According to Kendrick and Strader, the Center is also continuing talks with other organizations, such as the New York City Ballet, the Shubert organization (the impresario of musicals) and the Joffrey Ballet.

COMING ATTRACTIONS, PART II: At one time, relations were rather combative between the local performing organizations and the Center over the question of booking.

Some Orange County Center officials had questioned whether the local attractions were of sufficient caliber to play--and draw enough people to fill--the main hall.

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But the Dec. 10 announced signing of the Pacific Symphony--whose leaders had been warning that the Center might become exclusively an “import house"--seemed to banish any further talk of rifts.

The first local group to be signed, the 85-member Pacific Symphony has set its opening concert Oct. 2 at the Center. The orchestra association will be underwriting the entire schedule of 14 (and possibly 16) appearances: eight regular classical concerts, plus children’s concerts and a “Saturday Night Pops” series.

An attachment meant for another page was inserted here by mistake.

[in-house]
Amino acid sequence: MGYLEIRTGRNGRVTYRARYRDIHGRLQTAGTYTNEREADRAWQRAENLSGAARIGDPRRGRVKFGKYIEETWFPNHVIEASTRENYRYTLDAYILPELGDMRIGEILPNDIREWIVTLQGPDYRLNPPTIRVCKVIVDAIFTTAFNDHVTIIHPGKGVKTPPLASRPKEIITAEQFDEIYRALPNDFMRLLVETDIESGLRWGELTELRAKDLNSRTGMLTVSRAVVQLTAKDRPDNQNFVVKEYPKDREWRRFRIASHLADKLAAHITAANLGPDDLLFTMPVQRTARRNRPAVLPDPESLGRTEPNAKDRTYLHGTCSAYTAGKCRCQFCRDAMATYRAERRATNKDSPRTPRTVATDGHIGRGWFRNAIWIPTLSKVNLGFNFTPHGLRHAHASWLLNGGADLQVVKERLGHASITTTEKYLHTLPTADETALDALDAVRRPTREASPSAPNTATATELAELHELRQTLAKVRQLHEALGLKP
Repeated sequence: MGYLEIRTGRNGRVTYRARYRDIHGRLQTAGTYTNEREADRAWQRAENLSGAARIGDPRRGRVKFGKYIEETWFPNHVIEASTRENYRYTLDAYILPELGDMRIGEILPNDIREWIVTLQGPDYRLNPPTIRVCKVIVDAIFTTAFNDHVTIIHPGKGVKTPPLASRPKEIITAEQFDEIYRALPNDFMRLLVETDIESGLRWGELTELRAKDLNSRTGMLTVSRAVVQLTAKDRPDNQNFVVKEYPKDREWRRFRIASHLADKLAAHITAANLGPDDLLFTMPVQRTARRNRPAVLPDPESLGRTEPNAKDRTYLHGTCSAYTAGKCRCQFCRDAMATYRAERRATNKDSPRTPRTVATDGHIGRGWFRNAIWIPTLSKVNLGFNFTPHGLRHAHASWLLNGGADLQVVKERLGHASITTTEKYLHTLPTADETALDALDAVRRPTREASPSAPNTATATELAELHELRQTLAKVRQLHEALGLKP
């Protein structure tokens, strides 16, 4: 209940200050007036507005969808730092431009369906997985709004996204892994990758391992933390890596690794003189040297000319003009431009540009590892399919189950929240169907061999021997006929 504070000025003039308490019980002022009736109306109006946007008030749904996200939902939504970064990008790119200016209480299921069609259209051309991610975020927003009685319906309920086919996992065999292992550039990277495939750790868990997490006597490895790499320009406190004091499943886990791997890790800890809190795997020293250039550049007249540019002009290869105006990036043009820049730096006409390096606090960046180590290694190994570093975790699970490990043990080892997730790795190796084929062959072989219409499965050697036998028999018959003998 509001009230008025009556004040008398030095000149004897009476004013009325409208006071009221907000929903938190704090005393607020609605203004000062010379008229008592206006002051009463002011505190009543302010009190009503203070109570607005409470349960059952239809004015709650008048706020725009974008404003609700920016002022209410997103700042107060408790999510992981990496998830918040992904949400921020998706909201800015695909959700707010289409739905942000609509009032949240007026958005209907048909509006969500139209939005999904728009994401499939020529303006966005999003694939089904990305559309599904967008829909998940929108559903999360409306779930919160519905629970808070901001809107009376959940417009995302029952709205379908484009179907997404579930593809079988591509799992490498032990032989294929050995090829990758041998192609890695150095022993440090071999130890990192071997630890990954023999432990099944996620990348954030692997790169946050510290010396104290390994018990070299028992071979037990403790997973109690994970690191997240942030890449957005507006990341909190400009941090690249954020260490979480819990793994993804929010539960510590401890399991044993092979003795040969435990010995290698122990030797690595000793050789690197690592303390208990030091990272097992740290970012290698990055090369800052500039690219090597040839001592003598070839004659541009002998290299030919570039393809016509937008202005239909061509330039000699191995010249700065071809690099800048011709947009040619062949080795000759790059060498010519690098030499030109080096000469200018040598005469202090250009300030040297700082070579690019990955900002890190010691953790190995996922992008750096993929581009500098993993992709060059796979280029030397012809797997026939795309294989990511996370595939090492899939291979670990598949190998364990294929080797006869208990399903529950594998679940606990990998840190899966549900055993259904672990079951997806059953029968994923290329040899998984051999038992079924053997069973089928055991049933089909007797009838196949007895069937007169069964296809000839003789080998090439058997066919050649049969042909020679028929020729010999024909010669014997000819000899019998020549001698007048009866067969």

On Nov. 7, Costa Mesa-based Opera Pacific announced its proposed--but still unconfirmed--plans to present at the Center in early 1987 “La Boheme,” directed by Gian Carlo Menotti. An additional opera and a musical reportedly will also be in the offing.

The two other local contenders for appearances at the Center--Maurice Allard’s Master Chorale of Orange County and John Alexander’s Pacific Chorale--have been more reticent. Both organizations have said only that they are in negotiations on a proposed 1986-87 schedule at the Center.

CHANGES OF THE GUARD: The big news came last May, when the Orange County Performing Arts Center announced Kendrick’s hiring after a 10-month nationwide search. Kendrick, who succeeded Len Bedsow, the Center’s first executive director, assumed his post full time in September.

But 1985 was a year of unusual staff turnovers:

- Wesley Brustad, after only three months as the Orange County Pacific Symphony’s executive director, quit in November to take a similar post with the Pasadena-based Los Angeles Chamber Orchestra. His departure was the third in two years in that top Pacific Symphony post.